On this trip, since we were traveling as light as possible we were cooking with a very small, lightweight alcohol stove. It weighed less than three ounces. We had been careful to only use as much alcohol as we needed for each day. I discovered at Panguitch Lake that we were almost out. We had enough to cook our dinner there, but that was it. I think because of the heat and the elevation gain, a lot had evaporated. This meant we had no fuel left to cook our dinner at Cedar Breaks. So we built a fire. No big deal.
Day 5 Totals: 19.6 miles; Time in saddle: 2:50; total time: ~ 4 hours
We rested well in the cool night air at 10,000′. We really had a great time and the kids really bonded well on this trip. Since our last day was short, we slept in. I had a hard time getting the kids out of the tent in the morning.
On our way out that morning, we stopped at the rim of Cedar Breaks for a few photos. It was chilly enough in the morning that we all wore long sleeved shirts or sweatshirts.
The ride down Cedar Canyon was fast. I was worried that the boys would not be cautious and bomb it. They had side-pull road bike brakes and I was afraid they would get going too fast with their loads and not be able to slow down properly on some of the corners. So I cautioned them many times to take it easy and be careful. It turned out to be not that big a deal. In fact, I had the speed record of 42 mph going down the canyon. Near the bottom, when it leveled out, we stopped for a last photo of us and our bikes.
As we neared the mouth of the canyon and the city, the boys and I instinctively picked up the pace. We all seem to be very competitive. In fact, when we are out on our rode bikes at home, it always turns into a sprint about a half mile from home. No exception here. Finn attacked first, but too early and we reeled him in. Then Niels jumped out in front, but he too was too early and faded. I guess wisdom does come with age. I waited for just the right time and when I estimated we were getting pretty close, and jumped out of the saddle and took off. It paid off and I was the first one into Cedar City. It sure feels good to beat my boys. Of course, the smoke me up any hill.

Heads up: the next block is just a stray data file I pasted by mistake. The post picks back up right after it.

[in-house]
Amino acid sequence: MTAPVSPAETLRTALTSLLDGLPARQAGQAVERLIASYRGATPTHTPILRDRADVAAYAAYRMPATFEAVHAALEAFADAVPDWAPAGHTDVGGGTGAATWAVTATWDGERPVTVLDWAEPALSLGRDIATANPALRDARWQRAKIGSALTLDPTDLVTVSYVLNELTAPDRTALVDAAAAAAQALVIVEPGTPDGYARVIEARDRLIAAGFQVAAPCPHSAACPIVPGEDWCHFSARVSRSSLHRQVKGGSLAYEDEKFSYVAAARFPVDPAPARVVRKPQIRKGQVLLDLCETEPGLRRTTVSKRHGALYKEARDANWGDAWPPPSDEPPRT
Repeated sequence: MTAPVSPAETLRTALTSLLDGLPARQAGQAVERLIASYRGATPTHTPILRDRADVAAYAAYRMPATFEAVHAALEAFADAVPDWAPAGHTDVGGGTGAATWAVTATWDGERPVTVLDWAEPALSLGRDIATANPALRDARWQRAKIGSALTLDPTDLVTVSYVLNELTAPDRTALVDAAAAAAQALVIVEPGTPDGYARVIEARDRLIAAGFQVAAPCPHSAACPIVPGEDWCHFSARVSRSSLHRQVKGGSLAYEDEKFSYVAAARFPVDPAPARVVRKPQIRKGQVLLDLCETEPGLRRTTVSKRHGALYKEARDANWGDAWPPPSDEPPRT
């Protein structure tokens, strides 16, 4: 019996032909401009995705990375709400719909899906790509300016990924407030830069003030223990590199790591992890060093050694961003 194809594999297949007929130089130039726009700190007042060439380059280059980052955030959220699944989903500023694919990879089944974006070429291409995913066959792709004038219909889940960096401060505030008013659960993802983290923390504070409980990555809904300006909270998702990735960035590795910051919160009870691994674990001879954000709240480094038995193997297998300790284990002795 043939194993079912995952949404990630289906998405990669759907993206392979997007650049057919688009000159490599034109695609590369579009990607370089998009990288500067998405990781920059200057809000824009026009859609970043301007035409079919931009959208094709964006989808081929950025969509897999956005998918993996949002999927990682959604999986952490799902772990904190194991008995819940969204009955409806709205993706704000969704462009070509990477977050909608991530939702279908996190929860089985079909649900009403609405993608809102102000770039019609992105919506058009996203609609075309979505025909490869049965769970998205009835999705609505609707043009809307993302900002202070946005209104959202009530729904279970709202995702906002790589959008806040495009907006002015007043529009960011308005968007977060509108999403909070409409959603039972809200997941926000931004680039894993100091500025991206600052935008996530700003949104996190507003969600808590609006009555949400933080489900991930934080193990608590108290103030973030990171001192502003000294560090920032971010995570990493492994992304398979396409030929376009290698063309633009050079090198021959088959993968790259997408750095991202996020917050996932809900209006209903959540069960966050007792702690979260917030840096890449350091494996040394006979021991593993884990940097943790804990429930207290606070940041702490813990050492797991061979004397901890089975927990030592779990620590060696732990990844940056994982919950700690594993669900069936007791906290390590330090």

Day 6 totals: 26.7 miles; time in saddle: 1:07; total time: ~ 1.5 hours
We rode into town and found a cafe where we had a big breakfast. My wife and youngest son, and my wife’s sister were meeting us in Cedar City but had not arrived yet, so we rode over to the high school and found a shady spot on the grass under some trees and took a nap. When they arrived we met them at a motel, showered, and went swimming. That night we went out to dinner, then saw Romeo and Juliet at Southern Utah University’s annual Shakespeare Festival. My youngest son Lars, 10 years old at the time, said it was disgusting and boring. He elaborated by saying there was way too much kissing and way too many people talking to themselves. We loaded the bikes up on our minivan and drove back to Provo on Sunday morning.
What a great ride! We were already talking about where we would go next year and in the years to come. We built some very fond memories, saw some beautiful country, and challenged ourselves. We will definitely be doing more long rides like this in the future.
Total mileage: 295.5